It will give you a good idea of what is generally required to keep the business running when you move in.

In many acquisitions where buyers finance the purchase from loans, lenders issue a check in favor of the buyer at the close of the transaction. It is amortized along with the purchase loan or line of credit you’ve acquired.

The lender issues the check as net working capital for the business when you step in. In that case, the seller might take away all the cash from a business.

Funding Growth: How Do You Get Working Capital?

Planning for working capital is an excellent way to fund your company's post-acquisition growth initiatives. After all, one of the key components of Acquisition Entrepreneurship is growing the business, increasing its value, and selling it for more than what you paid.

When it comes to business acquisition, there are a few ways you can ensure working capital is included in the deal. Namely, you can overfund the SBA loan or you can get a line of credit (LOI).

If you're looking to overfund the loan, it's good practice to ask for 5 percent of the purchase price. That extra 5 percent can be used as you see fit, generally for growth-related expenses like the ACE Framework or working capital.

Keep in mind, you can't have equity in any business that you are planning to contract with the cash you receive from the loan. So, if you also own an IT company that you're planning on contracting to improve the systems at your new HVAC company, you can't receive funding from an SBA loan to pay for that.

A line of credit is generally more attainable for most borrowers, but this will often come down to the borrower's credit history and the lender's internal policies. Ideally, you should strive for both. That way you can use the LOC as a float, just in case you need it for an emergency.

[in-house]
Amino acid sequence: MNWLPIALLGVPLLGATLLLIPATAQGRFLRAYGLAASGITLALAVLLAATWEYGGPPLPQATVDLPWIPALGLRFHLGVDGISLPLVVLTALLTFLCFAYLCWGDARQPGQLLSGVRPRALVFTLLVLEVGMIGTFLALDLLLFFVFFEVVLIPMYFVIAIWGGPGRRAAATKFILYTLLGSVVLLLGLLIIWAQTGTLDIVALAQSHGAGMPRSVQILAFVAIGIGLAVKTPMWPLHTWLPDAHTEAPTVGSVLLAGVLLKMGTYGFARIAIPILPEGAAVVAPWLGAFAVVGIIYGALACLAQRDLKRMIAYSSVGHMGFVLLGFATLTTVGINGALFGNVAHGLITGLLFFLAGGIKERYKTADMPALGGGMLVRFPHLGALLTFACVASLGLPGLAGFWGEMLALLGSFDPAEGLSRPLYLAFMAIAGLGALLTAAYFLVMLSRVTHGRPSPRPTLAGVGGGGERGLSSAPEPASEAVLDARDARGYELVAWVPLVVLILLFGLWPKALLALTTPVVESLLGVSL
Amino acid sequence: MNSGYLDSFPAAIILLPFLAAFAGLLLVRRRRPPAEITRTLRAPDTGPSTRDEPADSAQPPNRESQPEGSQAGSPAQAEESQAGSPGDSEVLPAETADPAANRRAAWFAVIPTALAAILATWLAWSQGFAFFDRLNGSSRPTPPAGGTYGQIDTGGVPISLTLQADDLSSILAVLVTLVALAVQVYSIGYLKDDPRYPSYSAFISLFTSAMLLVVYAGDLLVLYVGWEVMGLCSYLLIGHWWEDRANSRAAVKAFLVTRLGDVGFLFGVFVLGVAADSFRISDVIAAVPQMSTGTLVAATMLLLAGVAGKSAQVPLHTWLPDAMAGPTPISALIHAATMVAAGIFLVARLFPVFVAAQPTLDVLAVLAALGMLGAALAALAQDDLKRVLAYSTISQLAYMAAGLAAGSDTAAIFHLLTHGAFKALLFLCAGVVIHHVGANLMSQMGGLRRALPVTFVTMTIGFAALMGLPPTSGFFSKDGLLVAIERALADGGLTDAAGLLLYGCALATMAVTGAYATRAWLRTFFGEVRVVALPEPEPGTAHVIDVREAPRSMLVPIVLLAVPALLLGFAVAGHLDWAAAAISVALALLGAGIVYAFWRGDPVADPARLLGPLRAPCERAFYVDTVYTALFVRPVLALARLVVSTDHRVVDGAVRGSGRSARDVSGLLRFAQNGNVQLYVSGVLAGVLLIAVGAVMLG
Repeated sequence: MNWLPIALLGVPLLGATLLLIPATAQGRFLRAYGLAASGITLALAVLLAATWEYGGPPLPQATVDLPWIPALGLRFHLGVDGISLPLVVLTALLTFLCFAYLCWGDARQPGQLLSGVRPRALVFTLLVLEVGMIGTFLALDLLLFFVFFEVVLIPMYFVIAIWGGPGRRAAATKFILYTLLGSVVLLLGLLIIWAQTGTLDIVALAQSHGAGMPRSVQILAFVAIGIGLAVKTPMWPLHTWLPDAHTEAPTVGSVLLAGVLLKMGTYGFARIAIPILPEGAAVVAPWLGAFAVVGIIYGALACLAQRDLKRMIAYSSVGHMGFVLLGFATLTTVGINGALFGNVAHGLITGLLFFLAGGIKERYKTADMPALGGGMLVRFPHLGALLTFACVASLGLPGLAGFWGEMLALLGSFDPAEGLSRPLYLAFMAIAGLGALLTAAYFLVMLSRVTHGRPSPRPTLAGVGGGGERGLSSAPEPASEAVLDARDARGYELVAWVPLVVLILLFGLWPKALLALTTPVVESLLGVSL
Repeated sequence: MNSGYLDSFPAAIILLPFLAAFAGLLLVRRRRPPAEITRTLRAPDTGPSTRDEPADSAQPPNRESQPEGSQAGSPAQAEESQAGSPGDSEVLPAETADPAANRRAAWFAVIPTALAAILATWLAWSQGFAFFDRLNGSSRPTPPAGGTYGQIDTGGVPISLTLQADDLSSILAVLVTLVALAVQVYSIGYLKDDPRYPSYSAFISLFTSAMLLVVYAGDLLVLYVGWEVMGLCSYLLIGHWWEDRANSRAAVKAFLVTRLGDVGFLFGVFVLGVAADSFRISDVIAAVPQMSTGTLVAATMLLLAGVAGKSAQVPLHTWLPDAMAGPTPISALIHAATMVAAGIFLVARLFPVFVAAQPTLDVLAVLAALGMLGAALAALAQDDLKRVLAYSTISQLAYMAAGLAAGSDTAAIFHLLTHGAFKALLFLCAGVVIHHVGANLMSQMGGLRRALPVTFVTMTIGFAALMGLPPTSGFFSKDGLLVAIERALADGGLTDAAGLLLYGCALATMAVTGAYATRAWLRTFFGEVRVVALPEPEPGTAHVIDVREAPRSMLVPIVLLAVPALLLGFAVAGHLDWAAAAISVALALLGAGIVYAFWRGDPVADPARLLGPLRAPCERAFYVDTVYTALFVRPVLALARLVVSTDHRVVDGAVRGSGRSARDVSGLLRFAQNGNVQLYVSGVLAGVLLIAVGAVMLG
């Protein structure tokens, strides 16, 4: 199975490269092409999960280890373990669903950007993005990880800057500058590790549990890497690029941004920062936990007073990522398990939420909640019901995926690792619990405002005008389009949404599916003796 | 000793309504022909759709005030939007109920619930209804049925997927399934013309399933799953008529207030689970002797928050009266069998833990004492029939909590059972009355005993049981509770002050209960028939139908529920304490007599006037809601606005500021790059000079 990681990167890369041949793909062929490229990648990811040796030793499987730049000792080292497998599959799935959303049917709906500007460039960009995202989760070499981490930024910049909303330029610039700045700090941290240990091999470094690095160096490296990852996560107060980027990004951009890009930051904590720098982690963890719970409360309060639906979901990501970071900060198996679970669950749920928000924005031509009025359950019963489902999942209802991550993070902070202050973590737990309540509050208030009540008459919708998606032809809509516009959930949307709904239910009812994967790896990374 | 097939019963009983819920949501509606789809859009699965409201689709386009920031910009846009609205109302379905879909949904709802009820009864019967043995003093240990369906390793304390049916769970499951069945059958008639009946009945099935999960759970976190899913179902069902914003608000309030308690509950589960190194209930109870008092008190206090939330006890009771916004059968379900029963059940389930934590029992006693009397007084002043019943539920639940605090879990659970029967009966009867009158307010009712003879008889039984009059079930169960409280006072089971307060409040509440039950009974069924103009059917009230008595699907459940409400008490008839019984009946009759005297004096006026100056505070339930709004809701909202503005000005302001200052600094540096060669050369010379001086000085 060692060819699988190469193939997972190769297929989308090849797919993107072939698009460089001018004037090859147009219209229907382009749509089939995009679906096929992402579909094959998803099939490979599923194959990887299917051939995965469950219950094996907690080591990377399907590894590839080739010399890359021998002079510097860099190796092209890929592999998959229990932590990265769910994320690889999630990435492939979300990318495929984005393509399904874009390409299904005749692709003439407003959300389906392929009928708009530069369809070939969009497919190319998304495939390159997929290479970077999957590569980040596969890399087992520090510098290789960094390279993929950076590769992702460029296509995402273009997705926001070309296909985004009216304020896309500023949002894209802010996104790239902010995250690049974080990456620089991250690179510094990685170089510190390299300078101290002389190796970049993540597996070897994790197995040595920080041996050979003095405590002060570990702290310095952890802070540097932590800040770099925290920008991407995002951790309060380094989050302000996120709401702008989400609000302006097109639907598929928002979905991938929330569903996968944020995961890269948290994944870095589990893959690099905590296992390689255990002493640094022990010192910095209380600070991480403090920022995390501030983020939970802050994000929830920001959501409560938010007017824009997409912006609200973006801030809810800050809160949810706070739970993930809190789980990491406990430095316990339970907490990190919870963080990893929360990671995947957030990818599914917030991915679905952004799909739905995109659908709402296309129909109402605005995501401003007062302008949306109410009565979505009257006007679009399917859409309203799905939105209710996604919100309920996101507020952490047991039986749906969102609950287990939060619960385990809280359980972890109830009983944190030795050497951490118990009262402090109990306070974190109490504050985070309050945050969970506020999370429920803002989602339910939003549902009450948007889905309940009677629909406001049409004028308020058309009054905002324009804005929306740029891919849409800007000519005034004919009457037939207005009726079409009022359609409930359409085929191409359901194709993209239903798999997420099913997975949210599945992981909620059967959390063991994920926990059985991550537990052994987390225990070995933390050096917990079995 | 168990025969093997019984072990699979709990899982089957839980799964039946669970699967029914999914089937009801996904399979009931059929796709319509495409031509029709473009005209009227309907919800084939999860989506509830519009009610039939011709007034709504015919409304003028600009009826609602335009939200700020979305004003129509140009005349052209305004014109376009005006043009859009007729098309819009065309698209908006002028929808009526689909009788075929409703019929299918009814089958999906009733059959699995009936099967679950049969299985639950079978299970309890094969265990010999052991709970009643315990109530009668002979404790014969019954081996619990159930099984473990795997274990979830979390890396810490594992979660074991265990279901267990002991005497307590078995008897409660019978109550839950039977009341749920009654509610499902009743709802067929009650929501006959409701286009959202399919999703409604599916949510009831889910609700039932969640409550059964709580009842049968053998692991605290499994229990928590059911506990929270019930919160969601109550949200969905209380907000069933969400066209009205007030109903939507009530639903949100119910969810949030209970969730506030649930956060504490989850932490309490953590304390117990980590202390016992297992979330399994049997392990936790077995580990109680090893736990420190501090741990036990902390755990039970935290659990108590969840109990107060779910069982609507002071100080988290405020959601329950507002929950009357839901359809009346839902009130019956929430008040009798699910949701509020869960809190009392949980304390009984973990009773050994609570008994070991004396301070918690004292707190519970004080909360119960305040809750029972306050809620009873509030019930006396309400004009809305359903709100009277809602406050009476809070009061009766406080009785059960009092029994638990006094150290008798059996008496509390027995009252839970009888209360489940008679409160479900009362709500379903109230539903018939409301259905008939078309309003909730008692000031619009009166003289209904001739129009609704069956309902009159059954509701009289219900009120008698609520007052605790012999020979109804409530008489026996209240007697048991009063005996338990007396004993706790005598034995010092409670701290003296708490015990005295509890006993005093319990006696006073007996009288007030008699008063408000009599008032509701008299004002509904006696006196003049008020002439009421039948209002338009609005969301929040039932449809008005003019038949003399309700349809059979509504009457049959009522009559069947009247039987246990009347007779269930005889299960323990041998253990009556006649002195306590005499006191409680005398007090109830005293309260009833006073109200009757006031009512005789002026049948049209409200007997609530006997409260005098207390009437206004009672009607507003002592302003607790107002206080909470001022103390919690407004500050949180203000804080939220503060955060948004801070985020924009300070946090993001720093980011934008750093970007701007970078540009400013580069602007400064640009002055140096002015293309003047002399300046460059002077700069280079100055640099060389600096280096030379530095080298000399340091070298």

Is Working Capital Alone Enough for Financial Analysis?

Net working capital is a very strong financial metric to assess and analyze a business. However, it is not enough to rely on working capital alone to perform financial analysis.

Working capital is just one metric among many that help to analyze the short-term efficiency of a business.

Why it isn’t sufficient on its own

  • The net working capital of a company only focuses on the company’s cash flow and cash transactions. The working capital concept of funds omits many financial and investment transactions that significantly impact overall business health.
  • The working capital ratio is a more objective measure of a company’s operational efficiency. The reason is that you can compare the current ratio with industry averages, other competitors, and companies with similar capital structures.

The company’s cash conversion cycle also plays an important role when analyzing the operational efficiency of a business.


A company’s working capital is indeed a significant financial metric that can help you decide how to run the day-to-day operations of a business. As an Acquisition Entrepreneur, performing working capital analysis and negotiating with the seller is critical. However, you cannot rely on working capital analysis as an independent and stand-alone factor.

In short, having working capital as you enter your new business is necessary. But from an analysis point of view, consider other metrics as well to identify working capital requirements.

Part of Acquira's training includes an SBA calculator, which helps you determine how much working capital you'll need to help grow your business. It's just one aspect of the extensive training and tools we provide through our Accelerator Program. To learn more, schedule a call with an Acquira Representative today through the form below.

Key Takeaways

  • Working capital is a financial metric that shows how efficiently a business is running and meeting its short-term obligations.
  • When you’re buying a business, you need to factor working capital into the purchase price.
  • The primary implication of working capital management is assessing a company’s liquidity, efficiency, or cash flow management.
  • When attaining working capital during an acquisition, you should overfund the purchase price by 5%.